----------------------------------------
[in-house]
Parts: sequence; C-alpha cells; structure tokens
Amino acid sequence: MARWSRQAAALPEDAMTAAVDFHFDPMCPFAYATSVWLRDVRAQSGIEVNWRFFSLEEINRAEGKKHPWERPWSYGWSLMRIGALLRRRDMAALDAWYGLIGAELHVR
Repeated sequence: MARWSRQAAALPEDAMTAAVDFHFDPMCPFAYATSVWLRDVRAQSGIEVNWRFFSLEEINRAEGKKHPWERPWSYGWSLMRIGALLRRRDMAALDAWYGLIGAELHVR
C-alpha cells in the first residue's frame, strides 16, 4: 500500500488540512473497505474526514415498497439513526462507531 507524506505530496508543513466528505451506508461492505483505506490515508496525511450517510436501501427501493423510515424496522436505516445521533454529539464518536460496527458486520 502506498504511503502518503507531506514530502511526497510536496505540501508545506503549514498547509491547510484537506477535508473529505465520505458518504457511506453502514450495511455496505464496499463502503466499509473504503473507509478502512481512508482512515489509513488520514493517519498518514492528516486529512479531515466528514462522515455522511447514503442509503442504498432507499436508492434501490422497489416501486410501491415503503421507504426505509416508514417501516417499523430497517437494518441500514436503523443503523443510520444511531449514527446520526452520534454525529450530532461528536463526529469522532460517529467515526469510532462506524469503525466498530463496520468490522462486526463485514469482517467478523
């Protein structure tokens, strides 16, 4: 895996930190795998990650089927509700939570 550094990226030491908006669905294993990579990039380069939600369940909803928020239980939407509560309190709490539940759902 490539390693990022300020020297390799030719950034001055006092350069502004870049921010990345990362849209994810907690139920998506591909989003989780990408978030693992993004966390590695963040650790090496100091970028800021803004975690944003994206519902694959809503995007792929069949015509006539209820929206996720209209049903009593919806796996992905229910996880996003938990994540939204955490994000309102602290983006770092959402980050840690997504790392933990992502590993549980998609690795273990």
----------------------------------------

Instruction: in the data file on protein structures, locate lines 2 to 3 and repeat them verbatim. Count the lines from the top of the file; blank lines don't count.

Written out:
Parts: sequence; C-alpha cells; structure tokens
Amino acid sequence: MARWSRQAAALPEDAMTAAVDFHFDPMCPFAYATSVWLRDVRAQSGIEVNWRFFSLEEINRAEGKKHPWERPWSYGWSLMRIGALLRRRDMAALDAWYGLIGAELHVR